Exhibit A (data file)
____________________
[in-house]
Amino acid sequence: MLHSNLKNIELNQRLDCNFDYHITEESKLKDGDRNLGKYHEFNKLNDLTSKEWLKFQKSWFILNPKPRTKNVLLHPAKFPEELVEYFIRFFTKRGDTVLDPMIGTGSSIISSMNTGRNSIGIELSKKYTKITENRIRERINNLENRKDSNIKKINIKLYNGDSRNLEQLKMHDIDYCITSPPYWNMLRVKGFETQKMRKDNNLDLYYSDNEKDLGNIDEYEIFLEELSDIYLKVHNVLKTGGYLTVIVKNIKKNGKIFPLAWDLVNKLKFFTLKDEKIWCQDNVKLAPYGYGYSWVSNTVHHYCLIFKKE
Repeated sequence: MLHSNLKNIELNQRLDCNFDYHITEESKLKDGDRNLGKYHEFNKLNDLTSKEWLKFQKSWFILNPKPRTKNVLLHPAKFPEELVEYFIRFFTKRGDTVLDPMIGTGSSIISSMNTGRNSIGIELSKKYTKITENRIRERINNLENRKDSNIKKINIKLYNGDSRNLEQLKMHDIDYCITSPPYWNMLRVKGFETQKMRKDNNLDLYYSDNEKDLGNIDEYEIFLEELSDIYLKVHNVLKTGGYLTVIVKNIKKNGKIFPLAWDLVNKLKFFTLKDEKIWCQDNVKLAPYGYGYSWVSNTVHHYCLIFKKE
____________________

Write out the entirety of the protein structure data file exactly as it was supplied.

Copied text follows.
[in-house]
Amino acid sequence: MLHSNLKNIELNQRLDCNFDYHITEESKLKDGDRNLGKYHEFNKLNDLTSKEWLKFQKSWFILNPKPRTKNVLLHPAKFPEELVEYFIRFFTKRGDTVLDPMIGTGSSIISSMNTGRNSIGIELSKKYTKITENRIRERINNLENRKDSNIKKINIKLYNGDSRNLEQLKMHDIDYCITSPPYWNMLRVKGFETQKMRKDNNLDLYYSDNEKDLGNIDEYEIFLEELSDIYLKVHNVLKTGGYLTVIVKNIKKNGKIFPLAWDLVNKLKFFTLKDEKIWCQDNVKLAPYGYGYSWVSNTVHHYCLIFKKE
Repeated sequence: MLHSNLKNIELNQRLDCNFDYHITEESKLKDGDRNLGKYHEFNKLNDLTSKEWLKFQKSWFILNPKPRTKNVLLHPAKFPEELVEYFIRFFTKRGDTVLDPMIGTGSSIISSMNTGRNSIGIELSKKYTKITENRIRERINNLENRKDSNIKKINIKLYNGDSRNLEQLKMHDIDYCITSPPYWNMLRVKGFETQKMRKDNNLDLYYSDNEKDLGNIDEYEIFLEELSDIYLKVHNVLKTGGYLTVIVKNIKKNGKIFPLAWDLVNKLKFFTLKDEKIWCQDNVKLAPYGYGYSWVSNTVHHYCLIFKKE